I found a nice specimen of this plant yesterday at a local nursery. The newer leaves on it were what to my eye looks like sunburn. That is the leaves had some areas that were basically white with no coloration. I am waiting to see what the newer leaves look like once they have grown im my conditions.
Judging from the previous posters' references to "fainting" I think that it is too much light; at least I hope so! I'd like my plant to "straighten up and fly right"!
Mine will be grown in a terrarium, where it should be right at home. I do know that the roots are very delicate and fibrous and need to have a very friable soil in which to spread and grow.
This is a nice plant to have if you don't mind a plant you need to keep "moist" and pretty much babysit. I had mine "faint" on me one time too many--the last time it did NOT recover! Also they do become scraggly if not maintained. Very pretty, but not a plant for a busy person.
I bought mine at the NY Botanical Gardens for a reasonable price. It has "fainted" on me many times, despite my best efforts to water before it gets to this stage. Heavy sun causes fainting, and I have found this plant does best for me in medium light. I have it 8 feet back from a partially obstructed south window; my only complaint is that it is growing in a sort of a big raggedy mess - I should probably prune. I water 2-3 times a week, even now in winter. Mine is dark green with white veins and small leaves, very lovely. I recently picked up a much smaller one in a 4" pot with larger leaves but the same coloring - it is doing very well, and I plan to buy a few more soon. Not a good plant if you don't like to water frequently.
On May 6, 2006, marie516 from Los Angeles, CA wrote:
I love this beautiful little plant! One issue-- for some reason mine has a much more flattened, sprawling form than any in the photos. It looks like it wants to either climb or spread out as a ground cover, which is a problem since it's in a pot on my desk!
On Jan 9, 2005, kniphofia from Ashington United Kingdom (Zone 8a) wrote:
There are around 15 varieties of this plant available now, some having beautiful pink veined leaves. I have a lovely 'Juanita' specimen which I inherited from a work colleague. She'd had 2 weeks vacation during which time her co-workers hadn't watered it and it was literally 3 sticks stuck in the soil. Now it is flourishing.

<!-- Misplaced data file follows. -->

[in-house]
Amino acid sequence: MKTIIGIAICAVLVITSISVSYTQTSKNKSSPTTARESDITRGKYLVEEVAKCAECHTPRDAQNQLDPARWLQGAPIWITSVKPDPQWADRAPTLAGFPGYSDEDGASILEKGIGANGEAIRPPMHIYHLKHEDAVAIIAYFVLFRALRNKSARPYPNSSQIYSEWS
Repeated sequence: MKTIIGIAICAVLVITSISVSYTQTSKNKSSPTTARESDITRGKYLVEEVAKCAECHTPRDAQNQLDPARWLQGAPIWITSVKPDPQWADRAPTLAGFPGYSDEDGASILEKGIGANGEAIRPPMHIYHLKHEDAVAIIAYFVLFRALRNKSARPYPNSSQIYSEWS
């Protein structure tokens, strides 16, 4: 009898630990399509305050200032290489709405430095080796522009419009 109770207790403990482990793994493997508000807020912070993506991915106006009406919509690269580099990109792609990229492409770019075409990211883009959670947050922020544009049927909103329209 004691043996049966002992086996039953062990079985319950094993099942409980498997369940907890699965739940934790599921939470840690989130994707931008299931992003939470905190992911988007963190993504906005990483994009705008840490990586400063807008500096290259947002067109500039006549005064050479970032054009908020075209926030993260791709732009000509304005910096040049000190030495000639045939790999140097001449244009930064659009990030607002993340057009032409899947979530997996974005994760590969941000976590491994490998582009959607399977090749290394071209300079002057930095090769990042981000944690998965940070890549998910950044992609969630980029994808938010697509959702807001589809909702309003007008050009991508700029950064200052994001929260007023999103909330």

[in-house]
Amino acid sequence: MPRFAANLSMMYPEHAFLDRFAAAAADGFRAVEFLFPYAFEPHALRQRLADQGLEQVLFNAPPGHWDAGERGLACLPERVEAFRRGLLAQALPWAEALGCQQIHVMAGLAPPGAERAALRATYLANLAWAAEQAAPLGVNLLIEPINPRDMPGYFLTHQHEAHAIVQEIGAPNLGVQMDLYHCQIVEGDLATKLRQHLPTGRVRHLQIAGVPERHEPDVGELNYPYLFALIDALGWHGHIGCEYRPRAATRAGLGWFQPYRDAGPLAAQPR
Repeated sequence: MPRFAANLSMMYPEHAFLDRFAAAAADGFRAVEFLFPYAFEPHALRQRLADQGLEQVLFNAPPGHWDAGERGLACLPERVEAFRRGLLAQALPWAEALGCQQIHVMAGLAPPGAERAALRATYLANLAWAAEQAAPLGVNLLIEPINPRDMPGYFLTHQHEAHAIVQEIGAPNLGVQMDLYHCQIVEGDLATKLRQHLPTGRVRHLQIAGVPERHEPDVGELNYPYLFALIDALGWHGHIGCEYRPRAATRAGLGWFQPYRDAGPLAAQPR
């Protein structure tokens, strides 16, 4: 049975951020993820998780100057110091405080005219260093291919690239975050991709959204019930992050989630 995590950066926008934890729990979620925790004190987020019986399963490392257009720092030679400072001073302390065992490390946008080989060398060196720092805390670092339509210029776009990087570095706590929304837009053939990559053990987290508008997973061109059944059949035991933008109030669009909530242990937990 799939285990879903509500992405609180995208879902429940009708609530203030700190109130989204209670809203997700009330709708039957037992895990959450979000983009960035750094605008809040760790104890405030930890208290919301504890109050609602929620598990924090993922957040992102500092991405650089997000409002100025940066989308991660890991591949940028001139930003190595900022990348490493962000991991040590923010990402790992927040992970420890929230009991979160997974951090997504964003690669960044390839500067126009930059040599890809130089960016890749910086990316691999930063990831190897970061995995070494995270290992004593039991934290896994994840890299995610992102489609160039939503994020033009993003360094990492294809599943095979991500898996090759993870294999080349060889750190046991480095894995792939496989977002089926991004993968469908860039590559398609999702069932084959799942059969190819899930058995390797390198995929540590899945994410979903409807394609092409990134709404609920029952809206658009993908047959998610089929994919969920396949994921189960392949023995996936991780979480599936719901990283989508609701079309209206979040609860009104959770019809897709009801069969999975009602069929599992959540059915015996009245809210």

On Nov 7, 2003, frigid75 from Reno, NV (Zone 6a) wrote:
Moist being the operative word. They are nice and lush-looking as long as they're happy. If they get even a bit dried out they tend to "faint" though. Luckily, if you catch it fainting a bit of water restores it straight away. I got mine half price at the hardware store because it was totally limp in the pot. I could tell it was fine because the leaves were all still a lovely dark green.
It spruced up magnificently and I now keep it in a violet pot. Those kind of pots give it adequate moisture (most of the time) without making it soggy.
On Feb 3, 2003, vroomp from Marietta, GA (Zone 7a) wrote:
These easy to grow tropicals make for a little interest in ground cover. Easily propagated, they are deffinatly a conversation piece in any garden. I have both varieties of this plant which are red or green leaves. I use mine as ground cover for spring through summer. Not being hardy, I winter them in the greenhouse. Placed in pots it makes a wonderful house plant, if kept moist and in medium light
This plant has been said to grow in the following regions:
Briarcliff, Arkansas Fullerton, California Merced, California Bartow, Florida Black Diamond, Florida Haverhill, Florida Pembroke Pines, Florida Covington, Louisiana Gonzales, Louisiana Brevard, North Carolina Mount Holly, North Carolina Raleigh, North Carolina Lexington, South Carolina Scenic Oaks, Texas Henrico, Virginia